(through IATA agents). With the growing complexity of the fares structure each pricing proposal is considered in the greatest detail. Government Directed Fares are as a result of negotiations between two countries. Thus, these fares are unique to the carriers of the nations concerned and cover excursion fares, group fares, etc. Fares have a relation to volume and capacity. Technology brought the widebodied aircraft which increased capacity overnight to almost double per aircraft. While on an average 35% of airline carriage was on account of business travel, this segment alone could not be relied on totally to fill additional capacities. Thus, the holiday market had to be tapped and fares reduced to stimulate demand. An increased volume was thus created. We thus have a consumer mix of business, holiday and student passengers. A peculiar aspect of consumer mix is that product is essentially the same but the conditions of sale are different. Conditions of sale are governed by: 1. 2. 3. 4. 5. 6. 7. Length of stay permissible at destination. The number of stopovers permitted en-route. The strict boundaries of market segments to which fares are offered. Weekend travel on full fares. Rules on refunds. Rules that group must travel together. Rules on services offered on a fare.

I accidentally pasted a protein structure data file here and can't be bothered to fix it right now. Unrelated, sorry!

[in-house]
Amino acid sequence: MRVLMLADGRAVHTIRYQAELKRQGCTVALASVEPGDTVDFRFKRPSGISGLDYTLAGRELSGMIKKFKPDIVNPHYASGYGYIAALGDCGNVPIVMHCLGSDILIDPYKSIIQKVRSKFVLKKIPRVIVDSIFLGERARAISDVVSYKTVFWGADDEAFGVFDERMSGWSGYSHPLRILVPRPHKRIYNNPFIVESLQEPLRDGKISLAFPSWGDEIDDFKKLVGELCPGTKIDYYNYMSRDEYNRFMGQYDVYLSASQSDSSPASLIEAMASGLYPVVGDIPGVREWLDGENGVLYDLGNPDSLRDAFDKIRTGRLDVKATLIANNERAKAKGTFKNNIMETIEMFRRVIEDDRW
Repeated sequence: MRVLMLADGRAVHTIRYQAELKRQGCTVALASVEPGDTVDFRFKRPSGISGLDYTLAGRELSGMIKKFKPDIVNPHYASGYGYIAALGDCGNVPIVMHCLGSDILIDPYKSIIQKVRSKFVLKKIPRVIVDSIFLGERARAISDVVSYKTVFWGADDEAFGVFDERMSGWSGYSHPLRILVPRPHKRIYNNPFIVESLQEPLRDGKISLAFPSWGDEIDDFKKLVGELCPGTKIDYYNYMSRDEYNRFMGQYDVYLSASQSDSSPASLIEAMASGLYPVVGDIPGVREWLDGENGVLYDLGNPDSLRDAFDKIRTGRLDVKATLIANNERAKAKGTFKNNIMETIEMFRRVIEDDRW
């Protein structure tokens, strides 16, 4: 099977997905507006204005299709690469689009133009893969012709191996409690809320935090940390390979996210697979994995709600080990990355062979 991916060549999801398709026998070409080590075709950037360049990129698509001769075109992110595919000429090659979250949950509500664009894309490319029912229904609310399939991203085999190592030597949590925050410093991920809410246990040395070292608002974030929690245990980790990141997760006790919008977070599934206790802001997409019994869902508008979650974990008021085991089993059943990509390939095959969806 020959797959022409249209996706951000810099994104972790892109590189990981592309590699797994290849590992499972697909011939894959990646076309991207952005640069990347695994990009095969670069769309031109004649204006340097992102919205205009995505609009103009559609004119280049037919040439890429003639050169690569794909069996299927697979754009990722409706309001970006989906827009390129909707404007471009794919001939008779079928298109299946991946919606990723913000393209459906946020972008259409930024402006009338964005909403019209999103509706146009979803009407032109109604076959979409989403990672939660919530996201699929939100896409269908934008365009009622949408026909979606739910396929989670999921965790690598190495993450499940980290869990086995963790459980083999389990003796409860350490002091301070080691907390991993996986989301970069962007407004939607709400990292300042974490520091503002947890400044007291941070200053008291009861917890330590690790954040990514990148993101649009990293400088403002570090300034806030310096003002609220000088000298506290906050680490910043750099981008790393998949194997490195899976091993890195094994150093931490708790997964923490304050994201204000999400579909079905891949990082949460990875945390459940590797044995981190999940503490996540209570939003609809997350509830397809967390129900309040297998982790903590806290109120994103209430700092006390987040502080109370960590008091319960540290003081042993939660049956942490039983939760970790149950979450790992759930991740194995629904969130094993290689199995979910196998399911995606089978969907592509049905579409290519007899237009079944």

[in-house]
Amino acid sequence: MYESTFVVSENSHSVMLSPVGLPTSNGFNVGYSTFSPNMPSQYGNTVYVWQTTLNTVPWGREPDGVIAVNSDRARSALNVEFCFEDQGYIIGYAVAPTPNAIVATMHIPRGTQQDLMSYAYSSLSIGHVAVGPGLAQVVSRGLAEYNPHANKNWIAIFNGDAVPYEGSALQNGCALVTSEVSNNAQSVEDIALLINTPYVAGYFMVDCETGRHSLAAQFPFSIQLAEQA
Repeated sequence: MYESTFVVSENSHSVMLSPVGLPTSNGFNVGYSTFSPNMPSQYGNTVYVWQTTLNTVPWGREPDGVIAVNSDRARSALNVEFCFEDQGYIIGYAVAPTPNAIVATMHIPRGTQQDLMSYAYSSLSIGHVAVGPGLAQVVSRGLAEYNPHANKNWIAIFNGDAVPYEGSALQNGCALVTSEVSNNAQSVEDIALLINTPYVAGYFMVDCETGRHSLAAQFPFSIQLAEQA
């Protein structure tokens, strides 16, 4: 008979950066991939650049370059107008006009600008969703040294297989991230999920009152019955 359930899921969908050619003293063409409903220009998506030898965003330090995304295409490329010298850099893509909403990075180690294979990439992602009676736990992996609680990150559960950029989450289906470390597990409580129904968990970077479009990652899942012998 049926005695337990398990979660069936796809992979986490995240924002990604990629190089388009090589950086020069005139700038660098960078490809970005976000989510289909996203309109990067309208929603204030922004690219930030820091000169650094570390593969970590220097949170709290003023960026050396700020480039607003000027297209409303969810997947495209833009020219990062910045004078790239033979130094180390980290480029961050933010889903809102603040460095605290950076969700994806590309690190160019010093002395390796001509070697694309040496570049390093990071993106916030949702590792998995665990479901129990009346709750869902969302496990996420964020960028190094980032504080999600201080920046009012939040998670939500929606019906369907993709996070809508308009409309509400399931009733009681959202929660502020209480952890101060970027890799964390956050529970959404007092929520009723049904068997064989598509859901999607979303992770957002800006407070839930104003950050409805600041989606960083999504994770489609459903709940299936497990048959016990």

A revolutionary concept in air travel was initiated by Freddie Laker offered low air bus fares as a result cutting down on comforts and services. Charters: Charters had their genesis when obsolescent aircraft were phased out and used or specific movement of people and cargo at a profit. This activity has become more widespread and has spurred major airlines to have their own charter subsidiary. There are basically three types of charters: 1. Ad-hoc- where an organizer takes an aircraft to move a larger number of people between two points at well below scheduled fares. This is normally a ‘one-off’ event. 2. Series—is the mainstay for charter airlines and the tourism industry. Hotels recognize the importance of series charters as a source of regular business. An organizer may have a series of holidaymakers, during season, flying by economical charters. 3. Time charters- are becoming rare now. Basically, an individual or company leases out an aircraft for a fixed period of time at an agreed cost. New Business: With the crushing oil prices, profitability in the airline business had to be sustained and augmented. This was done through growth in allied businesses that contributed to the fabric of tourism.